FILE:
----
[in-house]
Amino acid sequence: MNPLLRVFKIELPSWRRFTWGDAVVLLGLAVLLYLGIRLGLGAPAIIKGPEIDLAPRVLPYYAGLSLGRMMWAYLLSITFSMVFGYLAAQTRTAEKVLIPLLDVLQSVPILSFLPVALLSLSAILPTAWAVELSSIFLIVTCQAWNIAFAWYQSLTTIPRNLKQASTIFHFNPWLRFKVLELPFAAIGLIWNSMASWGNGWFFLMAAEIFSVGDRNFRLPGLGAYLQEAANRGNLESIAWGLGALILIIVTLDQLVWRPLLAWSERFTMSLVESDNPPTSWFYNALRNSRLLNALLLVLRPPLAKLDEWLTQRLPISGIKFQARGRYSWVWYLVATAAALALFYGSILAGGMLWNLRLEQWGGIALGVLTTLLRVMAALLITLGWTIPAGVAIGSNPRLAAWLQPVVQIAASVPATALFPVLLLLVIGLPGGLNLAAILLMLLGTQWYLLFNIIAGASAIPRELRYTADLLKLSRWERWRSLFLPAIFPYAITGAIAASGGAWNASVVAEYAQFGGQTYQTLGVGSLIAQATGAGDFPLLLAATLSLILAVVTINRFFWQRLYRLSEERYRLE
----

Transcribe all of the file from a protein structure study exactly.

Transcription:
[in-house]
Amino acid sequence: MNPLLRVFKIELPSWRRFTWGDAVVLLGLAVLLYLGIRLGLGAPAIIKGPEIDLAPRVLPYYAGLSLGRMMWAYLLSITFSMVFGYLAAQTRTAEKVLIPLLDVLQSVPILSFLPVALLSLSAILPTAWAVELSSIFLIVTCQAWNIAFAWYQSLTTIPRNLKQASTIFHFNPWLRFKVLELPFAAIGLIWNSMASWGNGWFFLMAAEIFSVGDRNFRLPGLGAYLQEAANRGNLESIAWGLGALILIIVTLDQLVWRPLLAWSERFTMSLVESDNPPTSWFYNALRNSRLLNALLLVLRPPLAKLDEWLTQRLPISGIKFQARGRYSWVWYLVATAAALALFYGSILAGGMLWNLRLEQWGGIALGVLTTLLRVMAALLITLGWTIPAGVAIGSNPRLAAWLQPVVQIAASVPATALFPVLLLLVIGLPGGLNLAAILLMLLGTQWYLLFNIIAGASAIPRELRYTADLLKLSRWERWRSLFLPAIFPYAITGAIAASGGAWNASVVAEYAQFGGQTYQTLGVGSLIAQATGAGDFPLLLAATLSLILAVVTINRFFWQRLYRLSEERYRLE